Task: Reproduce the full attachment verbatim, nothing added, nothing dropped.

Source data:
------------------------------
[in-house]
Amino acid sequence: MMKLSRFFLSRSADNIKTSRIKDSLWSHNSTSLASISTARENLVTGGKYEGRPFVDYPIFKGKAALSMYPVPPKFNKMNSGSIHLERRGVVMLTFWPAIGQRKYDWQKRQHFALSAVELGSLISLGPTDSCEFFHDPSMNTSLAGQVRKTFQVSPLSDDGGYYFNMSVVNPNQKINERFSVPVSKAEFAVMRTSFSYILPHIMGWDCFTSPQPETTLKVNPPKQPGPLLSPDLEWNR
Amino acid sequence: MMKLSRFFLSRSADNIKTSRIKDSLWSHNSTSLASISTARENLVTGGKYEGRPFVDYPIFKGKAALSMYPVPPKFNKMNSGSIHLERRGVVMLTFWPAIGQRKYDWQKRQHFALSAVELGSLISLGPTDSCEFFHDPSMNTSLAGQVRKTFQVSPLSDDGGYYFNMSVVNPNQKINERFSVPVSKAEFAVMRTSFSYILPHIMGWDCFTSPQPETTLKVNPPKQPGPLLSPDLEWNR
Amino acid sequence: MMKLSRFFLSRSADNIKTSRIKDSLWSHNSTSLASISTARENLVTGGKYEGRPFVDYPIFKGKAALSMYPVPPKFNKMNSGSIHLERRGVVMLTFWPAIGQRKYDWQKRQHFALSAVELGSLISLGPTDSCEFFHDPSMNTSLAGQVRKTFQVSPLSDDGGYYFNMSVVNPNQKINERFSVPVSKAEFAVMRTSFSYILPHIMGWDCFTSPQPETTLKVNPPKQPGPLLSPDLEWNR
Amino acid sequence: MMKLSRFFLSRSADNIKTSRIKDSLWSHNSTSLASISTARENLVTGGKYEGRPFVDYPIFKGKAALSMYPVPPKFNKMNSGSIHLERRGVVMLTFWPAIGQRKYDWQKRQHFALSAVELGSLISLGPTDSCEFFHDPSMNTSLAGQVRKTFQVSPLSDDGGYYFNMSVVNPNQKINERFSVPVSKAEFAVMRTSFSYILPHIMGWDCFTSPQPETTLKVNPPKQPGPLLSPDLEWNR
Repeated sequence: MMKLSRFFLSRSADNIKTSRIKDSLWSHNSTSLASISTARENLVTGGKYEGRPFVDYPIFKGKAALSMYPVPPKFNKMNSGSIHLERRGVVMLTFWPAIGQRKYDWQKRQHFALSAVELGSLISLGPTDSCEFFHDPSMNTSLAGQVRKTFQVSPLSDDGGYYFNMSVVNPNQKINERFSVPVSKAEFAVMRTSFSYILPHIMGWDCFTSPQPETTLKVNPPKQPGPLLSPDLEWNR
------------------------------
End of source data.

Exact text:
[in-house]
Amino acid sequence: MMKLSRFFLSRSADNIKTSRIKDSLWSHNSTSLASISTARENLVTGGKYEGRPFVDYPIFKGKAALSMYPVPPKFNKMNSGSIHLERRGVVMLTFWPAIGQRKYDWQKRQHFALSAVELGSLISLGPTDSCEFFHDPSMNTSLAGQVRKTFQVSPLSDDGGYYFNMSVVNPNQKINERFSVPVSKAEFAVMRTSFSYILPHIMGWDCFTSPQPETTLKVNPPKQPGPLLSPDLEWNR
Amino acid sequence: MMKLSRFFLSRSADNIKTSRIKDSLWSHNSTSLASISTARENLVTGGKYEGRPFVDYPIFKGKAALSMYPVPPKFNKMNSGSIHLERRGVVMLTFWPAIGQRKYDWQKRQHFALSAVELGSLISLGPTDSCEFFHDPSMNTSLAGQVRKTFQVSPLSDDGGYYFNMSVVNPNQKINERFSVPVSKAEFAVMRTSFSYILPHIMGWDCFTSPQPETTLKVNPPKQPGPLLSPDLEWNR
Amino acid sequence: MMKLSRFFLSRSADNIKTSRIKDSLWSHNSTSLASISTARENLVTGGKYEGRPFVDYPIFKGKAALSMYPVPPKFNKMNSGSIHLERRGVVMLTFWPAIGQRKYDWQKRQHFALSAVELGSLISLGPTDSCEFFHDPSMNTSLAGQVRKTFQVSPLSDDGGYYFNMSVVNPNQKINERFSVPVSKAEFAVMRTSFSYILPHIMGWDCFTSPQPETTLKVNPPKQPGPLLSPDLEWNR
Amino acid sequence: MMKLSRFFLSRSADNIKTSRIKDSLWSHNSTSLASISTARENLVTGGKYEGRPFVDYPIFKGKAALSMYPVPPKFNKMNSGSIHLERRGVVMLTFWPAIGQRKYDWQKRQHFALSAVELGSLISLGPTDSCEFFHDPSMNTSLAGQVRKTFQVSPLSDDGGYYFNMSVVNPNQKINERFSVPVSKAEFAVMRTSFSYILPHIMGWDCFTSPQPETTLKVNPPKQPGPLLSPDLEWNR
Repeated sequence: MMKLSRFFLSRSADNIKTSRIKDSLWSHNSTSLASISTARENLVTGGKYEGRPFVDYPIFKGKAALSMYPVPPKFNKMNSGSIHLERRGVVMLTFWPAIGQRKYDWQKRQHFALSAVELGSLISLGPTDSCEFFHDPSMNTSLAGQVRKTFQVSPLSDDGGYYFNMSVVNPNQKINERFSVPVSKAEFAVMRTSFSYILPHIMGWDCFTSPQPETTLKVNPPKQPGPLLSPDLEWNR